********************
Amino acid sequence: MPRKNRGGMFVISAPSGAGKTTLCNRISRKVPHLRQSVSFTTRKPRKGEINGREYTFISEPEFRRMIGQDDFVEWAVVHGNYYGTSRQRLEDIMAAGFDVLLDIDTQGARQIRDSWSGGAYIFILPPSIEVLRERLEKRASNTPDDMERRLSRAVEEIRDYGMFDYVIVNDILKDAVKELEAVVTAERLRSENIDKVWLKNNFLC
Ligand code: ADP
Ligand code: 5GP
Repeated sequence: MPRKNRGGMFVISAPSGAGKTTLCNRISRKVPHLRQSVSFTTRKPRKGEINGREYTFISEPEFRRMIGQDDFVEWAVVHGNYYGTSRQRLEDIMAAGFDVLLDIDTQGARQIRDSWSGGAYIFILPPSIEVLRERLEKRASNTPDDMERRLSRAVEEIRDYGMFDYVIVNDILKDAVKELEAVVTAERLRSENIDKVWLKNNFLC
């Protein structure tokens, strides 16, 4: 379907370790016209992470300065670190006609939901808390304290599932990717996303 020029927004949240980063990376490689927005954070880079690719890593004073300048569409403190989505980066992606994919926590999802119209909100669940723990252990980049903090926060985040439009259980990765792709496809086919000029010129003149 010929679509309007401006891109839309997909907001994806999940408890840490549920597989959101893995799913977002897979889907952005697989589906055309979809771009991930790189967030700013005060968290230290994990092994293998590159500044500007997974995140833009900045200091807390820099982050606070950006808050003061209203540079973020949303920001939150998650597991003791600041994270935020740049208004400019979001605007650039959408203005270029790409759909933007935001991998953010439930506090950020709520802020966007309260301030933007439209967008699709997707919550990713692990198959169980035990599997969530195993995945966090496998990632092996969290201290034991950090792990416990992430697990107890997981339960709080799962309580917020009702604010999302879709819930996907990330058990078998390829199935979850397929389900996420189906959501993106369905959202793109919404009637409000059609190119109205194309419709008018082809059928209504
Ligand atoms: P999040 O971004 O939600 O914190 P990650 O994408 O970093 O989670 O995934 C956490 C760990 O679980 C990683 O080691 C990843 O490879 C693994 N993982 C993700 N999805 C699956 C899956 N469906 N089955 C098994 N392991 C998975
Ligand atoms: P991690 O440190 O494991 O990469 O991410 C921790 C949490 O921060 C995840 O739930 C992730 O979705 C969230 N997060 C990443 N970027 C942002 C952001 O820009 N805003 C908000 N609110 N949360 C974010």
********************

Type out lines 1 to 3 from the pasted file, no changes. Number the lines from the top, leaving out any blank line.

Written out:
Amino acid sequence: MPRKNRGGMFVISAPSGAGKTTLCNRISRKVPHLRQSVSFTTRKPRKGEINGREYTFISEPEFRRMIGQDDFVEWAVVHGNYYGTSRQRLEDIMAAGFDVLLDIDTQGARQIRDSWSGGAYIFILPPSIEVLRERLEKRASNTPDDMERRLSRAVEEIRDYGMFDYVIVNDILKDAVKELEAVVTAERLRSENIDKVWLKNNFLC
Ligand code: ADP
Ligand code: 5GP